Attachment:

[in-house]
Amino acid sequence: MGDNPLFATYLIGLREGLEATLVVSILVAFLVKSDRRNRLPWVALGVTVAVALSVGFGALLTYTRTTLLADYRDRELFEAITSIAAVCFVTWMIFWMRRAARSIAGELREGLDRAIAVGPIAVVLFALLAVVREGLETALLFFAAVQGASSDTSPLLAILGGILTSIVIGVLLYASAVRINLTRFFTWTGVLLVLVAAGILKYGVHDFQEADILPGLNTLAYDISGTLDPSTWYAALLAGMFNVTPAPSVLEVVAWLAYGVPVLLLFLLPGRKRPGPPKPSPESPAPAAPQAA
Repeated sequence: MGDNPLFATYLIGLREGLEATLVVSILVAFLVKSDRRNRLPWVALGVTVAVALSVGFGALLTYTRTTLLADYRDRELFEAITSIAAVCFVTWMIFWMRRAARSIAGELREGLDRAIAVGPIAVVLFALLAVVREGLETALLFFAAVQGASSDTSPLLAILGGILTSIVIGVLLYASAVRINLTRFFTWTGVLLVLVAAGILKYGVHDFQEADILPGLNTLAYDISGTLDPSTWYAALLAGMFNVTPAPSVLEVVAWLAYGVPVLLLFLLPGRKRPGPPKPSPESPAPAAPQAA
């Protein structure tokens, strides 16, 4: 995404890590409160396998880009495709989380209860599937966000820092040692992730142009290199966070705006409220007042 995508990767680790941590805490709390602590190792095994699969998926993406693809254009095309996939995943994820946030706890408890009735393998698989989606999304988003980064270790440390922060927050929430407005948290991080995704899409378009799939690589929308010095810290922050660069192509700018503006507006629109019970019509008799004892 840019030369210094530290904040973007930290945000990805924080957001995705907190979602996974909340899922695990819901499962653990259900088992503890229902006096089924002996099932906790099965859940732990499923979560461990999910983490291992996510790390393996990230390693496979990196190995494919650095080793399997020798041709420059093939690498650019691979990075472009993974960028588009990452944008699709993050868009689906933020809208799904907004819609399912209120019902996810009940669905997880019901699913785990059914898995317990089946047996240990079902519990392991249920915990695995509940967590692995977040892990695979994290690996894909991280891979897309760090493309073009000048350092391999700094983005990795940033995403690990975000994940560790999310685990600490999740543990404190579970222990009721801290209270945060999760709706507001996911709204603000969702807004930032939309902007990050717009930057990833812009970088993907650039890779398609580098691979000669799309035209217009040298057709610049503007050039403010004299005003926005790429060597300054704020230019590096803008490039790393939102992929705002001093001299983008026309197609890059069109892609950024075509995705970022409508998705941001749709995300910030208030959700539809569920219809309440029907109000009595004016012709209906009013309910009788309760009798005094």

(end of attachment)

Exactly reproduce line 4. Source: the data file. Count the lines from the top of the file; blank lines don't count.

């Protein structure tokens, strides 16, 4: 995404890590409160396998880009495709989380209860599937966000820092040692992730142009290199966070705006409220007042 995508990767680790941590805490709390602590190792095994699969998926993406693809254009095309996939995943994820946030706890408890009735393998698989989606999304988003980064270790440390922060927050929430407005948290991080995704899409378009799939690589929308010095810290922050660069192509700018503006507006629109019970019509008799004892 840019030369210094530290904040973007930290945000990805924080957001995705907190979602996974909340899922695990819901499962653990259900088992503890229902006096089924002996099932906790099965859940732990499923979560461990999910983490291992996510790390393996990230390693496979990196190995494919650095080793399997020798041709420059093939690498650019691979990075472009993974960028588009990452944008699709993050868009689906933020809208799904907004819609399912209120019902996810009940669905997880019901699913785990059914898995317990089946047996240990079902519990392991249920915990695995509940967590692995977040892990695979994290690996894909991280891979897309760090493309073009000048350092391999700094983005990795940033995403690990975000994940560790999310685990600490999740543990404190579970222990009721801290209270945060999760709706507001996911709204603000969702807004930032939309902007990050717009930057990833812009970088993907650039890779398609580098691979000669799309035209217009040298057709610049503007050039403010004299005003926005790429060597300054704020230019590096803008490039790393939102992929705002001093001299983008026309197609890059069109892609950024075509995705970022409508998705941001749709995300910030208030959700539809569920219809309440029907109000009595004016012709209906009013309910009788309760009798005094």